Rock Your Mocs Worldwide Social Media Event

michmocsA pair of moccasins made by Ojibwe artist Michelle Reed. Rock Your Mocs Day is Monday, Nov. 15. (Michelle Reed) WHEN: Sunday, Nov. 14 through Nov. 20

WHERE: Rock Your Mocs Facebook, rockyourmocs.org

It’s that time of Native American Heritage Month when Indigenous footwear takes the floor. 

Rock Your Mocs Day, established in 2011 by Jessica “Jaylyn” Atsye (Laguna Pueblo), is a worldwide event that encourages everyone to wear moccasins wherever they go to express cultural pride and unity. 

Monday, Nov. 15, is the official Rock Your Mocs day, but activities including moccasin-making workshops, round dances, community walks, and more are taking place throughout the week. 

To see a glorious gallery of moccasins and to get more information about events and activities, visit the official Rock Your Mocs Facebook page, which is the central virtual hub of news and images about the event. 

Participants are encouraged to post stories and photos on social media of themselves and their friends rocking mocs in their own unique way, and to include the hashtags #RockYourMocs and #RockYourMocs2021.

Winter Indian Market

Maxine ToyaThis figurative pottery piece by Jemez Pueblo artist Maxine Toya will be available at the Winter Indian Market, taking place at the La Fonda Hotel in Santa Fe, on Saturday, Nov. 20 and Sunday Nov. 21. (Maxine Toya) WHEN:  Saturday Nov. 20 and Sunday, Nov. 21 

WHERE: La Fonda on the Plaza, 100 E. San Francisco St., Santa Fe NM; Tickets are $10 per day or $15 for both days. Purchase here; For more information visit swaia.org

Santa Fe’s annual Winter Indian Market is a wonderful opportunity to shop Indigenous for the holidays in a sophisticated southwestern setting. 

Shoppers can buy directly from nearly 200 Native artists and artisans offering pottery, jewelry, paintings, textiles and much more, at the lovely La Fonda on the Plaza Hotel in the heart of downtown Santa Fe. 

Winter Indian Market is presented by the Southwestern Association For Indian Arts (SWAIA), which also puts on the massive annual Santa Fe Indian Market. 

This year’s Winter Indian Market also offers chances to give back to the community. There will be a silent auction to raise funds supporting SWAIA's Indigenous art community. Online bidding will take place on Saturday from 10 a.m. to 2 p.m. and on Sunday from 10 a.m. to 1 p.m.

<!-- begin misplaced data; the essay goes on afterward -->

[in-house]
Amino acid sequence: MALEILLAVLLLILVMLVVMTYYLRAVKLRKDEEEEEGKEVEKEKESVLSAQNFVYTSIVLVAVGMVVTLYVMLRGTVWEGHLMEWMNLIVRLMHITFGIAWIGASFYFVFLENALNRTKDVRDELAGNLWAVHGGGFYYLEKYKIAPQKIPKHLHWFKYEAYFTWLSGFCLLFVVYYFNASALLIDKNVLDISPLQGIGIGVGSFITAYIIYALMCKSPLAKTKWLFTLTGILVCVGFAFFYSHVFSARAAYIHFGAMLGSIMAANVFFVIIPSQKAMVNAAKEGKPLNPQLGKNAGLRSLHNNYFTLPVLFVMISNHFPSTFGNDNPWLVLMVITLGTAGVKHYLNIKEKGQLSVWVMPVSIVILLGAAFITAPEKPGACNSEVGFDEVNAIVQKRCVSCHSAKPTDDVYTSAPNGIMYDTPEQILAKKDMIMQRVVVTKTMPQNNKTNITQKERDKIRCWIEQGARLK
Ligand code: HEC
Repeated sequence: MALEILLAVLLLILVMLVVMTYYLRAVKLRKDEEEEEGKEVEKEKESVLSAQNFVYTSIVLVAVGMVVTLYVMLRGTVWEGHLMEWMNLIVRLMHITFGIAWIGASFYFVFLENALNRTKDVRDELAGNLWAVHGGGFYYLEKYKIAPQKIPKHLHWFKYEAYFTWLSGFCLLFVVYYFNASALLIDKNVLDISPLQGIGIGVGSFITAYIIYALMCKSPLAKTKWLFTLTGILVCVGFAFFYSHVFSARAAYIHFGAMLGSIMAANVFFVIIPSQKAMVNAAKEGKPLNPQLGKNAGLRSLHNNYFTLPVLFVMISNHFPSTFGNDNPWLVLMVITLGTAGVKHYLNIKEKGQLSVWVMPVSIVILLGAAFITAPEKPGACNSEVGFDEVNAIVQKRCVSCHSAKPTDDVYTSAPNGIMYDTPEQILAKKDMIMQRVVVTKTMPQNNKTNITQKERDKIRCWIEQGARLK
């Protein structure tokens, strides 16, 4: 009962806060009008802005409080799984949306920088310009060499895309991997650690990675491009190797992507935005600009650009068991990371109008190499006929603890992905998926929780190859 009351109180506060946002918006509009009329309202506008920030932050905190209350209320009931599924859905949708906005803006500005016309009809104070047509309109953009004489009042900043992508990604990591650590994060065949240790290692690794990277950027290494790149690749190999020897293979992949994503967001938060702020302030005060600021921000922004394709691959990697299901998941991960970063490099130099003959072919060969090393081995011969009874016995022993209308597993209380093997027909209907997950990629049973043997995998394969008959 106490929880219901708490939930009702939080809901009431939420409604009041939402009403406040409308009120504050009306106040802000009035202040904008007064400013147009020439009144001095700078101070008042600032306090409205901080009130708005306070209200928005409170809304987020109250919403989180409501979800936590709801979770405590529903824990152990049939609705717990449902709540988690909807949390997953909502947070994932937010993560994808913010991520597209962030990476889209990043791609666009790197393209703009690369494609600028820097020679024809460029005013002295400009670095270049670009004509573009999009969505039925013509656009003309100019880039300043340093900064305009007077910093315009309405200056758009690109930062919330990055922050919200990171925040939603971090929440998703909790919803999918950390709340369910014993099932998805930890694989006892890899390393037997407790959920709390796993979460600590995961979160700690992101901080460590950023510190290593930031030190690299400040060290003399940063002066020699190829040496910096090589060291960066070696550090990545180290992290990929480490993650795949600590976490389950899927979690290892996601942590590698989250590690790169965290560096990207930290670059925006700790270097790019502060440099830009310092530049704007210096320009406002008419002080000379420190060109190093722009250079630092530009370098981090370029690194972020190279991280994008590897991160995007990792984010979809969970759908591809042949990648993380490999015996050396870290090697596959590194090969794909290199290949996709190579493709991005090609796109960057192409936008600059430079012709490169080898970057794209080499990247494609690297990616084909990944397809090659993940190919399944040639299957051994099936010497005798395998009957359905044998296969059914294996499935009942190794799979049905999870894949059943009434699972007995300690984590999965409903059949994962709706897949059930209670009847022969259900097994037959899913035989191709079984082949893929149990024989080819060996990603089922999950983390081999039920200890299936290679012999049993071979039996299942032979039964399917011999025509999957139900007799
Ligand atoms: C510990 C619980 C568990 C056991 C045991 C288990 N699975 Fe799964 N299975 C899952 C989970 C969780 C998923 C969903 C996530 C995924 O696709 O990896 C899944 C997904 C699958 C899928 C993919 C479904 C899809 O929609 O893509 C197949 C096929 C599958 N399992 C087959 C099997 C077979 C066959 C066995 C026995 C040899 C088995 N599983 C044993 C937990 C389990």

Shoppers can also donate new, unwrapped gifts to SWAIA's holiday gift drive. The presents will be donated to the Santa Fe Indigenous Center for children. For additional information, visit the Center's non-profit information table at the market site. 

More Stories Like This

Auntie J’s Journey: Overcoming Addiction and Inspiring Community on TikTok
Here's What's Going On in Indian Country July 19 - July 21
Festival Celebrates Mvskoke Culture and People
McSwain Theatre Celebrates 15 Years Under Chickasaw Nation Leadership
CRYP's RedCan Painting & Activities Move to Waniyetu Wowapi Art Park

Join us in observing 100 years of Native American citizenship. On June 2, 1924, President Calvin Coolidge signed the Indian Citizenship Act, granting Native Americans US citizenship, a pivotal moment in their quest for equality. This year marks its centennial, inspiring our special project, "Heritage Unbound: Native American Citizenship at 100," observing their journey with stories of resilience, struggle, and triumph. Your donations fuel initiatives like these, ensuring our coverage and projects honoring Native American heritage thrive. Your donations fuel initiatives like these, ensuring our coverage and projects honoring Native American heritage thrive.

About The Author
Tamara Ikenberg
Author: Tamara IkenbergEmail: This email address is being protected from spambots. You need JavaScript enabled to view it.
Tamara Ikenberg is a contributing writer to Native News Online. She covers tribes throughout the southwest as well as Native arts, culture and entertainment. She can be reached at [email protected].